There are many things you can do with your law degree. Just ask Caroline Reilly, a recent BC Law grad and former Impact blogger who has combined her passion for journalism with her legal education and training to advocate for change in reproductive health practices.
While at BC Law, Caroline took part in the school’s LEAPS program. The goal of LEAPS, or Leaders Entering and Advancing Public Service, is to provide opportunities for students to discover and develop their talents for advancing the public good through their chosen legal path. For Caroline, this path began with her desire to advocate for reproductive rights.
Caroline came to law school with an interest in abortion access and the intersection between reproductive rights and other forms of marginalization, but her story took a personal turn after being diagnosed with endometriosis during her first year of law school. Endometriosis is a chronic reproductive health condition that can cause acute pain, fatigue, organ dysfunction, and infertility. As a result, Caroline has had numerous procedures and surgeries, and even more ultrasounds.
To some, an ultrasound may seem fairly routine. But Caroline discovered a problem: archaic notions about purity and sexuality negatively, and directly, impacted healthcare. During a recent routine ultrasound, Caroline remembered a time from her teenage years when she was refused a transvaginal ultrasound because at the time, she was not sexually active. Still confused about why “virginity” – a social construct – had anything to do with treatment for a potential ovarian cyst, Caroline took to Twitter.
After sharing her own experience, Caroline was flooded with responses and realized there was a larger pattern of poor healthcare across the country. Caroline had women private messaging to say they had the same experience; that they never even thought of it until they saw her mention it, but that it never sat right with them. She had providers messaging to say they have to keep their techs from doing this and to explain how unnecessary a consideration of sexual activity is in these circumstances. She also had friends with pelvic pain conditions writing to say that although they’d never had a transvaginal ultrasound withheld, they had instead been forced to undergo one against their wishes; told that if they had had penetrative sex at any point in their life, they had no choice. And thus, Caroline’s LEAPS capstone project took off.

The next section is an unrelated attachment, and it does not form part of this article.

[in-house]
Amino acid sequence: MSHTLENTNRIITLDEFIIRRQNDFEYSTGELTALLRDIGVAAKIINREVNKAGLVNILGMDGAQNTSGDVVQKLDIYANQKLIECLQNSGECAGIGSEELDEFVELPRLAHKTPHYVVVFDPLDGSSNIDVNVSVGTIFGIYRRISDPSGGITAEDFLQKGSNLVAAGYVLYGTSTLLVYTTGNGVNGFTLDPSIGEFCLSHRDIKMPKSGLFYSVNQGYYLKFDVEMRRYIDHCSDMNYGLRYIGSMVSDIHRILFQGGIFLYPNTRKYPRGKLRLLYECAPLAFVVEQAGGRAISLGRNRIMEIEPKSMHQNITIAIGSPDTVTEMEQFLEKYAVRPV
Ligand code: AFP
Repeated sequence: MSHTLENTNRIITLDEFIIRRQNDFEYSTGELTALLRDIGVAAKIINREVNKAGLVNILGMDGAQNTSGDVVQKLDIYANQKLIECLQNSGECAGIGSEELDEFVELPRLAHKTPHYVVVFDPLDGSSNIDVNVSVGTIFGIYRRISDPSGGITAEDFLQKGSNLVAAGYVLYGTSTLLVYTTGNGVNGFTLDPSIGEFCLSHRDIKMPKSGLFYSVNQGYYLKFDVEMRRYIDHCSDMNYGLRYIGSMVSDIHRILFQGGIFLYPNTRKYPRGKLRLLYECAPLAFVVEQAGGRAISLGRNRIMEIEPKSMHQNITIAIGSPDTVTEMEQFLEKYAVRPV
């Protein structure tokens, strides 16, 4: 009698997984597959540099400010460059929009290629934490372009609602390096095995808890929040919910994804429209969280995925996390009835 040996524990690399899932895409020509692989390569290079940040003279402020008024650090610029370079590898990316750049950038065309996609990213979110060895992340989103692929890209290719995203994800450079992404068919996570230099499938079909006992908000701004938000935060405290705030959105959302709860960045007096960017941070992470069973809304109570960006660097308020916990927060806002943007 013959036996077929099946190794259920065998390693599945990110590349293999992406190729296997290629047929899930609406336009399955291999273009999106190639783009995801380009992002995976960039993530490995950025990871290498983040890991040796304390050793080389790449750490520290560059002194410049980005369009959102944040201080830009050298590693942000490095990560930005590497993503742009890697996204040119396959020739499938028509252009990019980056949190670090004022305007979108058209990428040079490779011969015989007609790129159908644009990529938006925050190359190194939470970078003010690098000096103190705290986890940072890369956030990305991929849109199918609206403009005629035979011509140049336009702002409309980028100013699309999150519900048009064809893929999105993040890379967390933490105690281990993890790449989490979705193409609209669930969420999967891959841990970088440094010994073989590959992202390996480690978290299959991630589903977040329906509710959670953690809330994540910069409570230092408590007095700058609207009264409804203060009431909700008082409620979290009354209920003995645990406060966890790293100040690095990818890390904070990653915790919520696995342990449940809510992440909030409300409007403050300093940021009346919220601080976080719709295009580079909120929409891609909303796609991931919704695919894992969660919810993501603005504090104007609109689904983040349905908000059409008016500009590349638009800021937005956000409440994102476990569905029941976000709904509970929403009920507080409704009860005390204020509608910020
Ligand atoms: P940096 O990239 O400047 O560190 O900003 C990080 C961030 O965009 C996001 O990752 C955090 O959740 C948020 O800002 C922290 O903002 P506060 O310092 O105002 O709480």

But Caroline wanted to do more than produce a practicum about the intersection of journalism, lawyering, and advocacy. She wanted to spark a conversation that would ultimately lead to change in the area of reproductive health practices. As a result, Caroline turned her research into a journalistic endeavor and pitched an article that was published by Teen Vogue. Already, Caroline has received responses from as far away as Australia and has heard from providers who are committed to looking into their own practices and procedures.
Caroline’s project provides a clear message: advocacy comes in many forms. By combining her love for journalism with her passion for reproductive rights, Caroline was able to convey a narrative, rooted in personal experience, that she hopes paves the way for even greater change.